Sudden Infant Death Syndrome

Smoking, vaping or even having nicotine patches during pregnancy may increase the risk of cot death

New research shows that babies can be at an increased risk of cot death if exposed to cigarettes or e-cigarette smoke while in the womb.

NEW RESEARCH REVEALS exposure to nicotine during pregnancy may increase the risk of babies being vulnerable to sudden infant death syndrome, commonly known as cot death.

Smoking cigarettes, vaping e-cigarettes or even taking nicotine patches are all key factors that increase the risk.

The research also showed that nicotine replacement therapies, often used by smokers to quit during pregnancy, are not a safe alternative to cigarettes and still leave babies at risk.

Sudden infant death syndrome is the sudden and unexpected death of an apparently healthy baby which happens typically while the baby is sleeping during the first 12 months of life.

The research by the Journal of Physiology showed that a pregnant woman being exposed to nicotine can affect the baby’s central nervous system and make breathing difficult in stressful environments, where babies are unable to take in oxygen.

These developing babies then find themselves unable to recover from environmental stresses that cause lack of oxygen, such as getting tangled in bedding.

A researcher from the study said that “sudden infant death syndrome is such a distressing tragedy for families. We still don’t fully understand the causes, but this research is important because it helps mothers reduce the risk.”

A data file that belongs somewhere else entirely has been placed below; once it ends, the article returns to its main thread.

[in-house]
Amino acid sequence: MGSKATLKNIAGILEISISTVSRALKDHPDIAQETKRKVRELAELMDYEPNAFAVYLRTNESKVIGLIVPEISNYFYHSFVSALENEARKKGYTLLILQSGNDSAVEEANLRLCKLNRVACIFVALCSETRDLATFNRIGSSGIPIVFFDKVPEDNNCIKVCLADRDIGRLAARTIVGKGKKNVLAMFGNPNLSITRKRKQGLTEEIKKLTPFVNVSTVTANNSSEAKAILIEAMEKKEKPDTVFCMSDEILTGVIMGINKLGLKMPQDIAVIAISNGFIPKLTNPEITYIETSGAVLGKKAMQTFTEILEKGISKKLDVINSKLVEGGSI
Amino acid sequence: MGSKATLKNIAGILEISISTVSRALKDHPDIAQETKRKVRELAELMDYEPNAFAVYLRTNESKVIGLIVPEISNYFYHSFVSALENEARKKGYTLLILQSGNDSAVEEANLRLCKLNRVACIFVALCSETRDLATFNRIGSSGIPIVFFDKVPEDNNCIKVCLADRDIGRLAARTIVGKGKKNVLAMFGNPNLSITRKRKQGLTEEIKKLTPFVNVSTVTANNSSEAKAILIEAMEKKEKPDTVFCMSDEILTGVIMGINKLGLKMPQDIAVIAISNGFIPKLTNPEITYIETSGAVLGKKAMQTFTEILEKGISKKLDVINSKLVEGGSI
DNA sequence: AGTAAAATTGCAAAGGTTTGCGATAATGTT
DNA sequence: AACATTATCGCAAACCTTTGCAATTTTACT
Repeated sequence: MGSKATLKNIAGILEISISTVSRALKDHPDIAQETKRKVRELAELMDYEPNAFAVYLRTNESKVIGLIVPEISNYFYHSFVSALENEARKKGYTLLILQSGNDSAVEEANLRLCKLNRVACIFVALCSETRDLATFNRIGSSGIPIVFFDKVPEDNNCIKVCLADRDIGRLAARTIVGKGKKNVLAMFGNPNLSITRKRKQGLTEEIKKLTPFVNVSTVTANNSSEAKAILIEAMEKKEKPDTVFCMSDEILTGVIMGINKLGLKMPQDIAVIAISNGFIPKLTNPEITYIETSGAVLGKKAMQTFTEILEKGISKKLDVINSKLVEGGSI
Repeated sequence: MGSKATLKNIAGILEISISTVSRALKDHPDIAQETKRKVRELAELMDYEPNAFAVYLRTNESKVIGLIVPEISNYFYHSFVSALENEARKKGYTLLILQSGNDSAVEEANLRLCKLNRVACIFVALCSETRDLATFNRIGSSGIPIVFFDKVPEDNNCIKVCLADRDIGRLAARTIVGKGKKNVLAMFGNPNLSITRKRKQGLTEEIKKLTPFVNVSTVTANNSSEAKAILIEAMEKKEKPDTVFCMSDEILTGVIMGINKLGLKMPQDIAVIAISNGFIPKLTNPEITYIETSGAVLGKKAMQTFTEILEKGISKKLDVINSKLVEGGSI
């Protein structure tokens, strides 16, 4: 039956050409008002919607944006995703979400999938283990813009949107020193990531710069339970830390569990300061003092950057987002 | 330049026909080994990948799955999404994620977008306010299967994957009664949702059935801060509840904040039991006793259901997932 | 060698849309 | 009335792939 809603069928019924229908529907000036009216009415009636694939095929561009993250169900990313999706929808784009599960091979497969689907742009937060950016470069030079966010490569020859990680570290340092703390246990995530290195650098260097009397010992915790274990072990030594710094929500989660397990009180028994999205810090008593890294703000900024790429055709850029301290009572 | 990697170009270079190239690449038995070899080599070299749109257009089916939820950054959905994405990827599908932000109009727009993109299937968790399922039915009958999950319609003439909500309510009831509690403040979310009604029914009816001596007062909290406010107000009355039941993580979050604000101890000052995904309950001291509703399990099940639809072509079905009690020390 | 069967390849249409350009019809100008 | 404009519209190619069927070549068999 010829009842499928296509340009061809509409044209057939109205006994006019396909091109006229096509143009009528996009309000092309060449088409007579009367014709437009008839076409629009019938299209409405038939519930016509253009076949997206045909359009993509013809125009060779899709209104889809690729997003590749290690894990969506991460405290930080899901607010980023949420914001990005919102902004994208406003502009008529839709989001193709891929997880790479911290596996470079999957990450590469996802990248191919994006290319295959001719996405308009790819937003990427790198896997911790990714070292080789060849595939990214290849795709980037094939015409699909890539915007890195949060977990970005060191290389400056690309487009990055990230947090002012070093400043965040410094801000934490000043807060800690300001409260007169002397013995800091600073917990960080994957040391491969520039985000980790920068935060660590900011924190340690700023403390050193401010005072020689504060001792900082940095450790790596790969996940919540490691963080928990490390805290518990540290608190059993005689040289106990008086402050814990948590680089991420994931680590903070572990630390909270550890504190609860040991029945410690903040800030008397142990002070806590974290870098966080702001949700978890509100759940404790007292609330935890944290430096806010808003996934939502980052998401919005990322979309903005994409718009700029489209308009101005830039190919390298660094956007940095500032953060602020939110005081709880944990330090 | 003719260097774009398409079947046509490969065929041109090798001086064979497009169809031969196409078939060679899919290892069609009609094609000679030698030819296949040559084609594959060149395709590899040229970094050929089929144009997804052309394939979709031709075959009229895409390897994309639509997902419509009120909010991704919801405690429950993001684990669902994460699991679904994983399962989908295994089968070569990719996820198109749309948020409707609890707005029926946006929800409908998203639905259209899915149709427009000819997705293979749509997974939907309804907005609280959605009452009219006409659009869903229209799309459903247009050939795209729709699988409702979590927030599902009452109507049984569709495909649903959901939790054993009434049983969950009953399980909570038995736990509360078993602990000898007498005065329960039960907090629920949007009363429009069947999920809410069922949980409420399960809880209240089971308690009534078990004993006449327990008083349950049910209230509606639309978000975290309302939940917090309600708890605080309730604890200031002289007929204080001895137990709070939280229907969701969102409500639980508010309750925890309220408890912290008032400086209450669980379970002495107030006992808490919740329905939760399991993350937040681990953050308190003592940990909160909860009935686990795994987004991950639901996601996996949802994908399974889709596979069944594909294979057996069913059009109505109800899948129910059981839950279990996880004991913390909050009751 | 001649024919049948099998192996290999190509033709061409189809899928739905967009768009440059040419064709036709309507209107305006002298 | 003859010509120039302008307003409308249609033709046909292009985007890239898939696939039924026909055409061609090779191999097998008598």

According to the HSE, smoking during pregnancy means that a baby is four times more likely to experience sudden infant death syndrome than if the mother did not smoke.

Exposure to cigarette smoke in the environment is also a risk after birth, and continually exposing a newborn baby to a smoky environment can see a child eight times more likely to die of cot death.

Avoiding risks

Infants born prematurely or with a low birth weight are at greater risk, and the condition is more common in boys.

Being mindful of how and where babies sleep are key preventive measures to protect babies from the risk of sudden infant death syndrome.

Parents should put babies to sleep in their own cot rather than with an adult, and babies should sleep on their back, avoiding sleeping on their side or stomach.

Babies should not sleep with a duvet, quilt or pillow and parents should monitor the room temperature, as increased exposure to heat is a risk factor.

Lightweight fabric should be used in bedding of the cot and babies should never sleep with a hot water bottle or electric blanket.


This study was undertaken at the Geisel school of medicine in New Hampshire, which saw young animal tested on their exposure to nicotine.

Rats consumed nicotine through the blood and milk of their mothers and their response was recorded during repeated exposure to severe low oxygen.

Advice on how to stop smoking during pregnancy can be sought from a GP or pharmacist or for free help to quit smoking from the HSE, contact the QUIT team on or freephone 1800 201 203.

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